Memorial for Mohammad Bouazizi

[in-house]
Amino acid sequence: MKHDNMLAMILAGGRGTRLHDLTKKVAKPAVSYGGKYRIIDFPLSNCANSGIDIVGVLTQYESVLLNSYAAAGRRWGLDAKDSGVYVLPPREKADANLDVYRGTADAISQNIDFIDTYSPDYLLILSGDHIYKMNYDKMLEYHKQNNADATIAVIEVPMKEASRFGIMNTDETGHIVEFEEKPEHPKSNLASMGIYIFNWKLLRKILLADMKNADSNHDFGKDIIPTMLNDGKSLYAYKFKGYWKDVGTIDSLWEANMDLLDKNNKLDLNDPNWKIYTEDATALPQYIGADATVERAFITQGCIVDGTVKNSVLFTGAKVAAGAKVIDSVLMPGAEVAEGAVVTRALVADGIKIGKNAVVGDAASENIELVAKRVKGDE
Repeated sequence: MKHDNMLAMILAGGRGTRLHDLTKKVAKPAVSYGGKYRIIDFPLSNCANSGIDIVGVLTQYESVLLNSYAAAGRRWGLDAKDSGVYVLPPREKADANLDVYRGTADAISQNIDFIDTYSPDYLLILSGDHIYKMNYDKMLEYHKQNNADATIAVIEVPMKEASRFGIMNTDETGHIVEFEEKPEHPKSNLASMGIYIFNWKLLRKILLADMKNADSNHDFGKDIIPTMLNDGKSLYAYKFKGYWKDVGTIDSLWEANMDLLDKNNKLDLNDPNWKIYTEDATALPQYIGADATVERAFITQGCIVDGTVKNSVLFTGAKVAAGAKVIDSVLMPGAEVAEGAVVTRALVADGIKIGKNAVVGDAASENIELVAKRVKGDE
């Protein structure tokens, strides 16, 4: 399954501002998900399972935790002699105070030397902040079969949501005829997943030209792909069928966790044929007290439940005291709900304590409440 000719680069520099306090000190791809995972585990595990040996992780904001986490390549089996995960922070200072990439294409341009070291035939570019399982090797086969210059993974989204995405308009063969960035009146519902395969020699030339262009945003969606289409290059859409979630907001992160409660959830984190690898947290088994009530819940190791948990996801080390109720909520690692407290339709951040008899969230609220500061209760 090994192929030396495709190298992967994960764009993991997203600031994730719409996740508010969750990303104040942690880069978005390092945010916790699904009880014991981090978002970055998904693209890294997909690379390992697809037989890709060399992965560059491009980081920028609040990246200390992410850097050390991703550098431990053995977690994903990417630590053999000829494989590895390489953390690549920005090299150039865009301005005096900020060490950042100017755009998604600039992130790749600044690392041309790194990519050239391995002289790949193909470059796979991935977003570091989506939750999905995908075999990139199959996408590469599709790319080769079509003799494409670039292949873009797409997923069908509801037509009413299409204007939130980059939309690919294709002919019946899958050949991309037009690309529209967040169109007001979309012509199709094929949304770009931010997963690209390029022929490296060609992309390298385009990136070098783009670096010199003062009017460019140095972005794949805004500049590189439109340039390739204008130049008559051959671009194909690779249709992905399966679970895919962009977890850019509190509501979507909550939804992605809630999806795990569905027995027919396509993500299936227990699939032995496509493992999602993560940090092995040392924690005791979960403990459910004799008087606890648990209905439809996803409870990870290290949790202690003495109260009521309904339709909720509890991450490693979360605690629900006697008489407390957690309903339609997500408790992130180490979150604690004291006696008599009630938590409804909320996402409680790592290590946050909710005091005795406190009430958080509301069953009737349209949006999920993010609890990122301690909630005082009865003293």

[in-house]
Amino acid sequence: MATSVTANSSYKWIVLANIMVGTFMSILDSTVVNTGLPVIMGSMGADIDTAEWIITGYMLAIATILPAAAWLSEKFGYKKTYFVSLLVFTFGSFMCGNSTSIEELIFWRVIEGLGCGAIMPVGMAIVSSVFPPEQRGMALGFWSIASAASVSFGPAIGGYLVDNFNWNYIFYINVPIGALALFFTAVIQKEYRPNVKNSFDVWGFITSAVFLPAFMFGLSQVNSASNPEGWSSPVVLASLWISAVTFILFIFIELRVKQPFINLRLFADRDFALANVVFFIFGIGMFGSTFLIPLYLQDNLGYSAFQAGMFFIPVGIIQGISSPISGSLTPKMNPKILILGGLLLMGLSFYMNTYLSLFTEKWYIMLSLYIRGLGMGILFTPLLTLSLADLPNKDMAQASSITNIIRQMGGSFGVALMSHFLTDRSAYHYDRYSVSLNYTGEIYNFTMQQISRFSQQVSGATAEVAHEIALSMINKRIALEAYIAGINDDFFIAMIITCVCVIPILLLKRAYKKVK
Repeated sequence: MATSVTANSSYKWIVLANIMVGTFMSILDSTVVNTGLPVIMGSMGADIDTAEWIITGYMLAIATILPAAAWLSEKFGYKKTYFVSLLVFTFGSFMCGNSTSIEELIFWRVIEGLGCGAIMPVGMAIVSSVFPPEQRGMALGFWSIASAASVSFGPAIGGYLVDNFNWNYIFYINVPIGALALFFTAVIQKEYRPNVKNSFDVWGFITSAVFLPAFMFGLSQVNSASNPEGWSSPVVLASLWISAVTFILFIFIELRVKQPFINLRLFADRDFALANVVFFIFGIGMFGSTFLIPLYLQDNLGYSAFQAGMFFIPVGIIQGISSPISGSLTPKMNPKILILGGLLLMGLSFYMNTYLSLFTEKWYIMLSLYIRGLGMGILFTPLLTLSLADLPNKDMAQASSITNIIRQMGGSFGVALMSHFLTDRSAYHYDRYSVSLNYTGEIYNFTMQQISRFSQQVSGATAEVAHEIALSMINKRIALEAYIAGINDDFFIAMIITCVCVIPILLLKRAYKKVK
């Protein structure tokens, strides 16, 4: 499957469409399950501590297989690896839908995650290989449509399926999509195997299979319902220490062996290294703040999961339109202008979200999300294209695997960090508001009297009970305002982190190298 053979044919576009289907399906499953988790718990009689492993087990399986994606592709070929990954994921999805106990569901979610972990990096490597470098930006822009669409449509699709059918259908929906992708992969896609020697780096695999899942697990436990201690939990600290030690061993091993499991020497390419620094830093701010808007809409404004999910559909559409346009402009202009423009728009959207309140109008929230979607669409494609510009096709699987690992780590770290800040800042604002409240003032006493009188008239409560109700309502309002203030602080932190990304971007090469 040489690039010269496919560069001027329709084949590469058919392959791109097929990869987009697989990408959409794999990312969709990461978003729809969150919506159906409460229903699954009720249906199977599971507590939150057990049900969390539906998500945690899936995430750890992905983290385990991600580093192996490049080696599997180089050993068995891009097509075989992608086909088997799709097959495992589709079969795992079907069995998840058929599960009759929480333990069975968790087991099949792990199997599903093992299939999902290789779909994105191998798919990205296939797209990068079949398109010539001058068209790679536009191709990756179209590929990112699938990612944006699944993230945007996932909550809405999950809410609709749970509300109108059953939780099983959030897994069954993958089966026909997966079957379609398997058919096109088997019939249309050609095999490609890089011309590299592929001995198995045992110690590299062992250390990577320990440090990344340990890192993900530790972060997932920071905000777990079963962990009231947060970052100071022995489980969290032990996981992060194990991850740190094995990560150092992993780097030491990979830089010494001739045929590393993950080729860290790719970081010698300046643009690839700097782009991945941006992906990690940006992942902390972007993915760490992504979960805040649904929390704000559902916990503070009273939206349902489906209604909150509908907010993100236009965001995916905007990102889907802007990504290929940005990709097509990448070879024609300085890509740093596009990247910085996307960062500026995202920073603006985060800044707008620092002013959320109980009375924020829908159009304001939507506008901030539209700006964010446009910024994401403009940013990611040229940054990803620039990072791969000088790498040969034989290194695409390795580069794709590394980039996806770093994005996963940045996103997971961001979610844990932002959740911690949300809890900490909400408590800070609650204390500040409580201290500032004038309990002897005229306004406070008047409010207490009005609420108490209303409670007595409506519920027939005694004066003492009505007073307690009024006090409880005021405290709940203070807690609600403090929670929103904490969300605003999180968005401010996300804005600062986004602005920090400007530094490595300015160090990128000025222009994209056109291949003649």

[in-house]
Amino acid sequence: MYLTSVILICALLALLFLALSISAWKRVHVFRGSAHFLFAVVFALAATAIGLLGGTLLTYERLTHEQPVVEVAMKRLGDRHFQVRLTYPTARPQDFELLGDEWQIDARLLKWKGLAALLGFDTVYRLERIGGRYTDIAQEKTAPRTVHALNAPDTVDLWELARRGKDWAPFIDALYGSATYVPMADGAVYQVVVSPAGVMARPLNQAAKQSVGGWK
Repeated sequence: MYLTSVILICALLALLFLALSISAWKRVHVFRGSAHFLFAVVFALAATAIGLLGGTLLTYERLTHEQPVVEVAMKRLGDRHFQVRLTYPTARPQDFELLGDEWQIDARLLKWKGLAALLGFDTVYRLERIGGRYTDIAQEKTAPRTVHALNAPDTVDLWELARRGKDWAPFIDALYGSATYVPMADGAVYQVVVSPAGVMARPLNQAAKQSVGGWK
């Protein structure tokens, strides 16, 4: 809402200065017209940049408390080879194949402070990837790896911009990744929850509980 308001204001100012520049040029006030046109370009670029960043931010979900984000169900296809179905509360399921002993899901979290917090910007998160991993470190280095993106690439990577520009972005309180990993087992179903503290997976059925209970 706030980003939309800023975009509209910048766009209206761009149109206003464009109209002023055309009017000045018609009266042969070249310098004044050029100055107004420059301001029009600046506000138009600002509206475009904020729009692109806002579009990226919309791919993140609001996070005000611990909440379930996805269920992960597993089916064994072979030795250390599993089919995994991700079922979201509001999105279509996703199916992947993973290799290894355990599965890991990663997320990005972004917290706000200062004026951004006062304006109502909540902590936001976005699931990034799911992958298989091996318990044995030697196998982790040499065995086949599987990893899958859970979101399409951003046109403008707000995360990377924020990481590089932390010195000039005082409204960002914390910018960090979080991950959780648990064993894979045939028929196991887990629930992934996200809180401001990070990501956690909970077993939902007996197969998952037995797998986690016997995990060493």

Tunisia was the first Arab country to rise up against its rulers this past year. Decades of economic turmoil with “feeble economies and mass unemployment in populations in which two-thirds was aged under 25” were bound to eventually snap [Cornwell]. Anyone with a brief understanding of the Arab World knew that corrupt ruling regimes that would not tolerate independent political movements had always limited the capabilities of its people. Mohamed Bouazizi, born in 1984 in Sidi Bouzid, Tunisia, was a street vendor. His father died of a heart attack when he was a young child, and had to tend to his six siblings. Though he fared well in school, he was unable to continue studying and had to work various jobs ever since he was ten to support his family. Bouazizi supported his mother, uncle, and younger siblings by selling produce on the streets of Sidi Bouzid, earning around $140 a month. This humble man’s dilemma began the morning of December 17, 2010, as he started his workday selling produce on his street cart. Soon later, the local police began harassing him, claiming he needed a permit. However, according to the head of Sidi Bouzid’s state office for employment, no permit is required to sell from a cart. Being in debt, Bouazizi was not able to bribe the police officials to leave him alone, nor did he have the social connections to tell the police off. Bouazizi was then publicly humiliated when a 45-year old female official slapped him in the face, spat on him, confiscated his scales, and tossed aside his cart [Cornwell]. Angry and humiliated, Bouazizi made his way to the local governor’s office to complain and get his scales back. The governor showed a lack of concern and refused to see or listen to him, even after Bouazizi threatened self-immolation. “If you don’t see me, I’ll burn myself.” Seeing that nobody wished to help him, he left the governor’s office and made his way to a nearby gas station. He purchased a can of gasoline, and returned to the governor’s office. Standing in the middle of oncoming traffic, he shouted “How do you expect me to make a living?” The young man then doused himself in gasoline and set himself alight. The next day, hundreds of people gathered at the spot where he had set himself alight and protested against the government. Men and women, who like him, had struggled to make ends meet without any help from the government raised their voices and spoke their minds. Protests spread through the country, and the President did everything he could to stop them. He even visited Bouazizi in the hospital, in a sort of public relations sham, and promised to send the young man to France for treatment. Unfortunately, that didn’t happen and 17 days later Bouazizi died of his sustained injuries.